The Central Bank limited full year loan growth of banks to 18 percent. They could go higher with foreign loans.
"Banks have still enough space to lend," Cabraal said. "There is no problem. We do not have to give confusing signals."
Analysts have said banks are now lending money that comes as new deposits (which curtails consumption) or repayments of old customers. Neither activity adds to aggregate demand or pressures the exchange rate peg.
Earlier in the year, before the currency was floated, banks also got printed money from the Central Bank, as the monetary authority sterilized foreign exchange sales injecting rupee reserves in to the banking system undermining Sri Lanka's dollar soft-peg.
After April new credit given by the banking system has come down to the 20-30 billion levels seen before sterilized foreign exchange sales began.But Cabraal said, if credit ceilings were not imposed, interest rates would have gone even higher. He declined to comment on interest rates as a monetary policy committee meeting was due next week.
Cabraal says there is just over three months remaining in the year and in the nine months many banks have only utilized much less than three quarters of their credit limit.
"From what I can see, all the policies are working as planned," Cabraal said. "We are satisfied with the progress, and anyway we will keep a close watch over the next few months."
With slowing credit and the end of sterilized foreign exchange sales, Sri Lanka's rupee peg has stabilized.
Analysts have said that the only reason the rupee did not appreciate in recent weeks was due to unsterilized foreign exchange purchases by the Central Bank.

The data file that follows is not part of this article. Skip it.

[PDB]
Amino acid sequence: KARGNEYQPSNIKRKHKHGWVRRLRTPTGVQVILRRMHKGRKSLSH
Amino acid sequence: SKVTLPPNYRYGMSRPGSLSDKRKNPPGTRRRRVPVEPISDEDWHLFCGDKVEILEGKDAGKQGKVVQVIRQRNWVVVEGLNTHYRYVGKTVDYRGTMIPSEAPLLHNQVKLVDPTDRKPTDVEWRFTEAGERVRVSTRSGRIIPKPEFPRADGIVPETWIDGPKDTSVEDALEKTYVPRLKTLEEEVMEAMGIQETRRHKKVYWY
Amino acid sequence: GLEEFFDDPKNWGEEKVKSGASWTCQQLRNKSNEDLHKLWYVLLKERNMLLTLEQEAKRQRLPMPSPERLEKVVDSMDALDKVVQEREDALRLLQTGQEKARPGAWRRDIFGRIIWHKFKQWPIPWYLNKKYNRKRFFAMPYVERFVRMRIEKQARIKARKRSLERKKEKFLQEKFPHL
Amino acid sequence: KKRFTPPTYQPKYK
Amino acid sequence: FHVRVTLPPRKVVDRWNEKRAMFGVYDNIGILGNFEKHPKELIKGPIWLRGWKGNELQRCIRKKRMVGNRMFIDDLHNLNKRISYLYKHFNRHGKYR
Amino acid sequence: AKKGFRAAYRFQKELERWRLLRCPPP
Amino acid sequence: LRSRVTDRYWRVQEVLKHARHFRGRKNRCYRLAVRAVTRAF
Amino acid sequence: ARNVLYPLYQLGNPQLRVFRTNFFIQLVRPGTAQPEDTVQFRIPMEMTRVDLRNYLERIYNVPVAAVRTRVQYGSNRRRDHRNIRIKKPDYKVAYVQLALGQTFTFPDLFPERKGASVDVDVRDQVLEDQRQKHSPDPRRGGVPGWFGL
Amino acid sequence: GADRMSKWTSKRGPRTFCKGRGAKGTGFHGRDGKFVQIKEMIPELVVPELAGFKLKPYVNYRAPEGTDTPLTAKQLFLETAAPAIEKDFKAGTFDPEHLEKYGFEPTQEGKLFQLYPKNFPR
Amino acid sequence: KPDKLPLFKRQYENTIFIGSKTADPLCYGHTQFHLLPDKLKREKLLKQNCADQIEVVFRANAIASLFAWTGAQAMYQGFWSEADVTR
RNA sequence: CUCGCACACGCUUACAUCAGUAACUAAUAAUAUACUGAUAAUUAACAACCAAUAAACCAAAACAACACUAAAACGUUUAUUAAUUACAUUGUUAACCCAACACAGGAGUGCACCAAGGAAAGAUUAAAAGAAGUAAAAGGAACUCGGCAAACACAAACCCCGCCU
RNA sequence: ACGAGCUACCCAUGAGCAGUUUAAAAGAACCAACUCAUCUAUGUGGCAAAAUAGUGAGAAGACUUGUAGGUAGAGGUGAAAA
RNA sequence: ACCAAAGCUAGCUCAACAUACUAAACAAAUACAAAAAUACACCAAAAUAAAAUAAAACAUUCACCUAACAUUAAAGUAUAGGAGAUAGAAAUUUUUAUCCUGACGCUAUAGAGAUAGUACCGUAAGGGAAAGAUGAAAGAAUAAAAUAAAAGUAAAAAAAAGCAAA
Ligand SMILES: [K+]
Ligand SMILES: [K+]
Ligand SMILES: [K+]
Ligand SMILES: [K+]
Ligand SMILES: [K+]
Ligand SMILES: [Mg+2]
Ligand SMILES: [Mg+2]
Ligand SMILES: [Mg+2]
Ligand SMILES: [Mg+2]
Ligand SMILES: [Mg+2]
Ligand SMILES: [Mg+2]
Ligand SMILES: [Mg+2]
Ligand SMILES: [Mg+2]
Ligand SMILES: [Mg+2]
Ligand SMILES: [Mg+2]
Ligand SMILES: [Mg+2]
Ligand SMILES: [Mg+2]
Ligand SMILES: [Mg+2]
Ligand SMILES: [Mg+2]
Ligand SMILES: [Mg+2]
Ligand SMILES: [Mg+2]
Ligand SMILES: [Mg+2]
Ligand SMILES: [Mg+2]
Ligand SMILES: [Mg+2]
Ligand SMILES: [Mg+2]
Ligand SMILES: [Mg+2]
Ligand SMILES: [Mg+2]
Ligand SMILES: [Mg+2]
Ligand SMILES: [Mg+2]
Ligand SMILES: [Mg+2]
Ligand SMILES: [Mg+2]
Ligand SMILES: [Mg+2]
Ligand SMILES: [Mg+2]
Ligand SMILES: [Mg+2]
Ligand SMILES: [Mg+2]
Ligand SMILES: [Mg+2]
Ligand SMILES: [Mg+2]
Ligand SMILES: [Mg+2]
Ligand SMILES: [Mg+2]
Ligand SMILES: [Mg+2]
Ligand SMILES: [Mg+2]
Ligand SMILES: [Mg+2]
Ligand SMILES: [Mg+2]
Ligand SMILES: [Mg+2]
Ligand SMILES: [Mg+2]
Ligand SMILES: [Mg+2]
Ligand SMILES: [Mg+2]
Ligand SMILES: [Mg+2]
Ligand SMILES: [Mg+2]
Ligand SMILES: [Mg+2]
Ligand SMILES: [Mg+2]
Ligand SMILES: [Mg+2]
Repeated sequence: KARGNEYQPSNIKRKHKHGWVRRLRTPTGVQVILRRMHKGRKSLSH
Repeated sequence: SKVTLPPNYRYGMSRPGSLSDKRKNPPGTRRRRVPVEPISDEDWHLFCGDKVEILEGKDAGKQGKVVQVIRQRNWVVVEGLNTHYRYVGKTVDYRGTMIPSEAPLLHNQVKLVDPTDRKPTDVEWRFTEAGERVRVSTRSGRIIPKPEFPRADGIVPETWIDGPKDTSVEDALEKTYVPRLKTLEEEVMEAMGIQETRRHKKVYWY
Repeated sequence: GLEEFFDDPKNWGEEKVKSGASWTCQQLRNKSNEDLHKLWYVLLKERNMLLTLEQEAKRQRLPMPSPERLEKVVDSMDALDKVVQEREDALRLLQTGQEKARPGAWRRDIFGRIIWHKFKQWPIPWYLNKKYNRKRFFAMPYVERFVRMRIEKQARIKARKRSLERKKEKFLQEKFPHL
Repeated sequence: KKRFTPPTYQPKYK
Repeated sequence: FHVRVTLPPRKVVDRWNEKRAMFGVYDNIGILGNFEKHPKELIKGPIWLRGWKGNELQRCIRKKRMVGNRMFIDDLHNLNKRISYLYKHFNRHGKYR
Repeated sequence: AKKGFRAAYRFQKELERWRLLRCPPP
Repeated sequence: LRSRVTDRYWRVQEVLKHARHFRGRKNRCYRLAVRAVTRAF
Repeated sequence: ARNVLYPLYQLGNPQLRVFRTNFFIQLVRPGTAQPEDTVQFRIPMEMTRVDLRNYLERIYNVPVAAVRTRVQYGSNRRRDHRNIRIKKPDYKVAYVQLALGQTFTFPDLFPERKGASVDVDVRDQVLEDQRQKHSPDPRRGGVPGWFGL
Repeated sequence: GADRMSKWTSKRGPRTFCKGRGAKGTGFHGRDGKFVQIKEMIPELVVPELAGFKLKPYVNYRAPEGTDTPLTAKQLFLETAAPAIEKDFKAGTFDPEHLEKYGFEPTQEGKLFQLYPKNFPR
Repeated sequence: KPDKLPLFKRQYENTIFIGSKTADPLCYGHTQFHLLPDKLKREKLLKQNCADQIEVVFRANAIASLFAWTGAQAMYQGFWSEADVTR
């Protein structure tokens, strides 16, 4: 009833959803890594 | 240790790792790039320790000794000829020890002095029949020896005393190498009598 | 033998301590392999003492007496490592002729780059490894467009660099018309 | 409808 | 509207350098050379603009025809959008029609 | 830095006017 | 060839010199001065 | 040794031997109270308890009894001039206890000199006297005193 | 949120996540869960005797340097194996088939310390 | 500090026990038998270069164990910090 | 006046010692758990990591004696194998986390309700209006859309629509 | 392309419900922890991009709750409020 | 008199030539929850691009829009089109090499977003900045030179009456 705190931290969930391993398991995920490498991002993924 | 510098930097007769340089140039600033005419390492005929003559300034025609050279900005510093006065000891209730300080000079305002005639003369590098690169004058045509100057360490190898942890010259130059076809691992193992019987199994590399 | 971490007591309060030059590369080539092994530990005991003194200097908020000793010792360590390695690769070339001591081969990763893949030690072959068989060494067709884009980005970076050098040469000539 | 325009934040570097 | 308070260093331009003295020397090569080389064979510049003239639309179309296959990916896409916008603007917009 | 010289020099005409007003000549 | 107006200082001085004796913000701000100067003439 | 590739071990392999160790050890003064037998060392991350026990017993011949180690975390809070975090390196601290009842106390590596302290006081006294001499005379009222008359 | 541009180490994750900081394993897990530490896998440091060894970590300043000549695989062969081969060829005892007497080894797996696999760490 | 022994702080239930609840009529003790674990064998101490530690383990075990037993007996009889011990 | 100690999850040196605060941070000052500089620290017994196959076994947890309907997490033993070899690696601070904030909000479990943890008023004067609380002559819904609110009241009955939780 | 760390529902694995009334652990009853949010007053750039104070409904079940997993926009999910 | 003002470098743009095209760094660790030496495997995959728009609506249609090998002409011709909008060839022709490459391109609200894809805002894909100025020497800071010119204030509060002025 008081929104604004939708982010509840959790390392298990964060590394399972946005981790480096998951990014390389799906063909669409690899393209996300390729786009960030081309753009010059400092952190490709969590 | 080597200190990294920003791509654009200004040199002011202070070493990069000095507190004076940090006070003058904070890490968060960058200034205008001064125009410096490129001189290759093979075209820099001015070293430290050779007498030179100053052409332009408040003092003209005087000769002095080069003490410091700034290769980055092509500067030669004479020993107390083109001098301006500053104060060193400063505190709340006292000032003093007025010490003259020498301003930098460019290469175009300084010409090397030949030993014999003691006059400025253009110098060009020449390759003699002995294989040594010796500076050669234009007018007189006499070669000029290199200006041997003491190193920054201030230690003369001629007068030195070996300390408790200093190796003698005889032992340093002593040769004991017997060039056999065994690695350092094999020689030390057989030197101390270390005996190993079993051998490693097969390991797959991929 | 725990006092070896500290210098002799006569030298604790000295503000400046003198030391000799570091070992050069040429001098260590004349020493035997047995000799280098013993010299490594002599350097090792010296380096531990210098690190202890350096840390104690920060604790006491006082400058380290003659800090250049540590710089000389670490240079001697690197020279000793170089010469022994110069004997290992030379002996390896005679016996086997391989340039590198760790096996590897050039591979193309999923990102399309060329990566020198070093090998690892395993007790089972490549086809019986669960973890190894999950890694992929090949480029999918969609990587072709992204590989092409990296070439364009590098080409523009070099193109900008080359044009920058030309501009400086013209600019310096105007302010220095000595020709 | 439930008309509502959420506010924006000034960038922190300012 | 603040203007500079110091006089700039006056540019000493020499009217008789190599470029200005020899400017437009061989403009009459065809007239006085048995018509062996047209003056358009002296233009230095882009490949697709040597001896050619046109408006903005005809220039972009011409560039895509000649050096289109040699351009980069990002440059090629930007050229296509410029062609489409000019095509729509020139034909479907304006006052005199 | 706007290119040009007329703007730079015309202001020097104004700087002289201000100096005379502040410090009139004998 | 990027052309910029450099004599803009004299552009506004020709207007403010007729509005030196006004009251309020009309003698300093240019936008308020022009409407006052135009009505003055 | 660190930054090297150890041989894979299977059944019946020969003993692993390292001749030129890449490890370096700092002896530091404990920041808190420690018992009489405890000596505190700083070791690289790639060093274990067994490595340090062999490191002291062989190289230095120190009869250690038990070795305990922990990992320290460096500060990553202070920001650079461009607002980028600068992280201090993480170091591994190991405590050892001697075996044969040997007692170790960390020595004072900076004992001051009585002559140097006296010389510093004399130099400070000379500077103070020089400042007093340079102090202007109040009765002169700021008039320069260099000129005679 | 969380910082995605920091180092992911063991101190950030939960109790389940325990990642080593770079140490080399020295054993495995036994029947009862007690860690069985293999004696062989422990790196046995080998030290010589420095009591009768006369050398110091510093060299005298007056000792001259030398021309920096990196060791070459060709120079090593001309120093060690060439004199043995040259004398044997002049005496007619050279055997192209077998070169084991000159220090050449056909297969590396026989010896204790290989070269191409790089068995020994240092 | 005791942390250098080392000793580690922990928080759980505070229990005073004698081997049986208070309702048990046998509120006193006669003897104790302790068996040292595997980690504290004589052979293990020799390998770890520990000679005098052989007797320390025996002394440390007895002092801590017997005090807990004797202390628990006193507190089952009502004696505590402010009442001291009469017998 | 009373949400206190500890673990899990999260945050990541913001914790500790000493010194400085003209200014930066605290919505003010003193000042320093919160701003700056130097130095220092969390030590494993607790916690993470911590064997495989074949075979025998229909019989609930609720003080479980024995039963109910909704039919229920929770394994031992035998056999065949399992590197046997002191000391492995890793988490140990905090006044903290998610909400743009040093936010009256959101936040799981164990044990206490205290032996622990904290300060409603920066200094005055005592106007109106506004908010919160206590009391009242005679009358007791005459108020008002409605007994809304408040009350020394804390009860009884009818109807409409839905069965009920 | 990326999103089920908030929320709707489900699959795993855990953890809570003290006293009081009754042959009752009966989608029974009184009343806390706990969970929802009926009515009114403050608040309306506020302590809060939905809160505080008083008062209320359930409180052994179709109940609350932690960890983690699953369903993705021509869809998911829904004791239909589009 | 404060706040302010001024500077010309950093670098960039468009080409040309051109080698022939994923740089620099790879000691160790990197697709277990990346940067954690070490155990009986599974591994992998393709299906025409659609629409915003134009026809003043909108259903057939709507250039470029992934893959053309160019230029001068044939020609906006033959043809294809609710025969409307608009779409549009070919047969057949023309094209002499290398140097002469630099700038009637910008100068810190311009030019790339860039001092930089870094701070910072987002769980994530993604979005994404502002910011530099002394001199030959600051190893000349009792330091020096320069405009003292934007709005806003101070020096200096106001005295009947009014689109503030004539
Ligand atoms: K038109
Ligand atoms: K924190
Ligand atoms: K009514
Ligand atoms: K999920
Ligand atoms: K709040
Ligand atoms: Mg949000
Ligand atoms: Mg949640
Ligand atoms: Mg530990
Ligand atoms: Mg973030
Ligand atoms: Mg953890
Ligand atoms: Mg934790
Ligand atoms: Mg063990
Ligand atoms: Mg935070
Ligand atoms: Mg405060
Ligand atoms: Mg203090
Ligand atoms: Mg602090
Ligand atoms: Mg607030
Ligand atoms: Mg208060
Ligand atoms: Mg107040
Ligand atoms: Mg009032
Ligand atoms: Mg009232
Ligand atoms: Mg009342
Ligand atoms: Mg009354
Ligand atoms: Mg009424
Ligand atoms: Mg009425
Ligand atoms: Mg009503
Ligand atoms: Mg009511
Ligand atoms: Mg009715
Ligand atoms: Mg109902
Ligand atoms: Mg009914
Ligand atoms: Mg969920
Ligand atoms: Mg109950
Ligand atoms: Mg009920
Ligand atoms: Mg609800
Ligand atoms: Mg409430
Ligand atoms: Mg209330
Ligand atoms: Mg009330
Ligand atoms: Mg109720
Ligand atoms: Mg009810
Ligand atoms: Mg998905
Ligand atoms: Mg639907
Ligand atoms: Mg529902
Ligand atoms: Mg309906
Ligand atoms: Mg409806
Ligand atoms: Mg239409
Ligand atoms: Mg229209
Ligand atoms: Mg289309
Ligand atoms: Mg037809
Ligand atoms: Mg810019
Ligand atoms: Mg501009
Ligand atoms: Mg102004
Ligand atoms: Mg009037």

A bout in inflation triggered largely by currency depreciation has also started to ease. Analysts say if the exchange rate is allowed to appreciate, inflation would ease further.
Sri Lanka's latest balance of payments crisis was triggered by a surge in loans taken by state enterprises to manipulate energy prices.
Energy price manipulation also deprives the state or tax revenues, requiring printed money to monetize debt, if interest rates are not allowed to go up. But as is customary in Sri Lanka, the usual suspect - car imports - have been blamed for the crisis by the authorities.
In February 2012, energy prices were jacked up, the exchange rate floated to end sterilized foreign exchange sales and interest rates allowed to go up.
Cabraal said the fiscal position was improving and authorities were confident of meeting a budget deficit target of 6.2 percent for 2012.
Last year however state enterprises ran credit financed losses of over 1.5 percent of gross domestic product, adding to the deficit of the central government.
Fiscal data in June shows an improvement in the budget gap, compared to the beginning of the year, indicating that at least in that month the Treasury ran a revenue surplus, though state enterprise borrowings were still going up.